When I was preparing for the lesson, I came across this interesting blog post called Subtitles: yes or no? written in 2008 by a Polish girl called Anna. She argues that in Poland, they have (or had, at that time) one person (normally a guy) reading the lines of all actors in Polish while the original soundtrack is still somewhat audible in the background. When TVP2, one of the Polish TV channels, decided to start showing original English language programming with Polish subtitles, the reaction of the public was surprising: only 19% of Poles wanted to have subtitles, the people actually prefer the reader.

So, armed with some background knowledge about the situation in film dubbing, I asked the first question in class: to dub or not to dub? I encouraged my 16-year students to come up with some advantages and disadvantages of dubbing. After a five-minute discussion in pairs, I elicited some of their insights and we put them on the board for later reference.

Then I showed them a short YouTube video of a scene from the Star Wars movie called “YOU WERE THE CHOSEN ONE”. This scene is shown in its original version first and then dubbed into multiple languages. We agreed that some languages sound more suitable than others for a passionate scene like this. 🙂

At this point, I mentioned the fact that coincidentally, the countries which don’t dub their movies are the countries that speak the best English. We discussed this a bit. We agreed, however, that we should be skeptical about conclusions like this – Dutch and Swedish, like English, are Germanic languages, after all, so maybe they need dubbing less than we Czechs do.

Anyway, we moved on to the issue of subtitles. I gave my students a copy of the article I mentioned above (Subtitles: yes or no?). After reading, I asked some comprehension questions I had prepared beforehand to make sure they got the main points and we briefly discussed what they thought.

We wound up the lesson with a short video called How to watch English movies without subtitles. The author offers four simple steps in which you can improve your listening skills. My students thought that some of the advice was not too feasible and came up with their own tips. I was particularly pleased with their conclusion that English lessons matter the most. One of the boys literally said: Pay attention in English lessons, learn vocabulary and take part in speaking activities as much as you can. This surprised me because students usually seem to believe that you can really learn English outside of the classroom – not in the classroom. Or maybe it’s my own belief?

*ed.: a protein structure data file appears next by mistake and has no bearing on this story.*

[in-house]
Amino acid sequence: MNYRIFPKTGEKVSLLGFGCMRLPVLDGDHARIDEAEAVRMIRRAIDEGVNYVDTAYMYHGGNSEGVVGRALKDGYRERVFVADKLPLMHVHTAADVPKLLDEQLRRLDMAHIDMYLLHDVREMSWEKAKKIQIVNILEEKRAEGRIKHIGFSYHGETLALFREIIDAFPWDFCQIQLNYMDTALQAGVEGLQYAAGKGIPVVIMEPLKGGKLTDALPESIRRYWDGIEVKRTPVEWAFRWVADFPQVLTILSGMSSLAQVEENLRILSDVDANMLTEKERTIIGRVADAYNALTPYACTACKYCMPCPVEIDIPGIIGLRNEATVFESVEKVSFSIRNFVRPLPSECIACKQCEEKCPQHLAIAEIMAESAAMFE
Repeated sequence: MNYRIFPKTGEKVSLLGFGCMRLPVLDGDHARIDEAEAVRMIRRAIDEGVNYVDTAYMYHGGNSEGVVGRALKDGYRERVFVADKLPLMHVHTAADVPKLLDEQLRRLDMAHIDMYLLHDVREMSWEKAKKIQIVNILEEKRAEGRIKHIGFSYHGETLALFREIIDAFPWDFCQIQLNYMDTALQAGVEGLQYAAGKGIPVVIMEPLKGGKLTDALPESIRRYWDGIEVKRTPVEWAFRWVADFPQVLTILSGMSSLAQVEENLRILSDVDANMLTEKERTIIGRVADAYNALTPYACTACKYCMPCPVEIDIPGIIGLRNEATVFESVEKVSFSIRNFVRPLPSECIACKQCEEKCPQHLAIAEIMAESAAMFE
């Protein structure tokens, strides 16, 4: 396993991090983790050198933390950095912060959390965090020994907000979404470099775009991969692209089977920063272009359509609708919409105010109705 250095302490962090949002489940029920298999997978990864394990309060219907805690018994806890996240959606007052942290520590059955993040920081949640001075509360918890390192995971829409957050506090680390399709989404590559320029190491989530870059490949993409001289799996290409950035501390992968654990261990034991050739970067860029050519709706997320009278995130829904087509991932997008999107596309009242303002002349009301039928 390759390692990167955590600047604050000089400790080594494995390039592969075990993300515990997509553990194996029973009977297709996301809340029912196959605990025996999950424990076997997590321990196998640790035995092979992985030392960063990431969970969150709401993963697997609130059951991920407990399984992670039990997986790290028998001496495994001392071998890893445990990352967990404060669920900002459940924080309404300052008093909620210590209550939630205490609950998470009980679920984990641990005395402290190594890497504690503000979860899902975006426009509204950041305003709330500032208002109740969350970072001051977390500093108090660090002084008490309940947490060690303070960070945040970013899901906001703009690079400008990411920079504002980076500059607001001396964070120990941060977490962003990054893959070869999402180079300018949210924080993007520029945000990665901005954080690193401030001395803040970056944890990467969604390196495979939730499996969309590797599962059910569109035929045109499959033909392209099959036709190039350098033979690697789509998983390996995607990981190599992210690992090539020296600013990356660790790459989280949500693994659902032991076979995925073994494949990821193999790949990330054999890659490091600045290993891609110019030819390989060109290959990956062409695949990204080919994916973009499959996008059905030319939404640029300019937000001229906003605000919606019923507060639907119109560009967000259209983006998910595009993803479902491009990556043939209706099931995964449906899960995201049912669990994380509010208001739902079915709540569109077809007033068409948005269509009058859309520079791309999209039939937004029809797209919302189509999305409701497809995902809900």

My final, question was: subs or dubs? We summarized the topic briefly and said goodbye.

 

 

 

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The Battleship game

 

In this post, I’d like o share one of my favorite activities I do with my students when revising vocabulary. The trouble is that I have presented it on several occasions but I can’t remember whether I’ve shared it here on my blog. This may either mean I’m getting old and forgetful or I might be too prolific a blogger. 🙂 Anyways…

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You probably know, have played or even used a variation of the Battleship game in your L2 classroom. It is a guessing game for two players. In class, it can be played in pairs or groups of four (two players will share the same grid). It’s played on ruled grids (paper or board) on which the players’ fleets of ships (including battleships) are marked. The locations of the fleet are concealed from the other player. Players alternate turns taking ‘shots’ at the other player’s fleet. The objective of the game is to destroy the opposing player’s fleet.

Give each S the following grid (this is just an example, you’ll obviously want to give your students a grid filled with vocabulary items of your own choice).

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Before the game begins, each player secretly arranges their ‚ships‘ on the grid. Each ship occupies a number of consecutive squares on the grid, arranged either horizontally or vertically. The number of squares for each ship is determined by the type of the ship (see the example below). The ships shouldn’t (but can) overlap. The types and numbers of ships allowed are the same for each player. I usually ask Ss to arrange 2 ships made of 2 squares, 1 ship made of three squares and 1 ship made of 4 squares. After the ships have been positioned, the game proceeds in a series of rounds. In each round, each player takes a turn to explain a word he or she thinks occupies a square belonging to one of the ships on his/her opponent’s grid.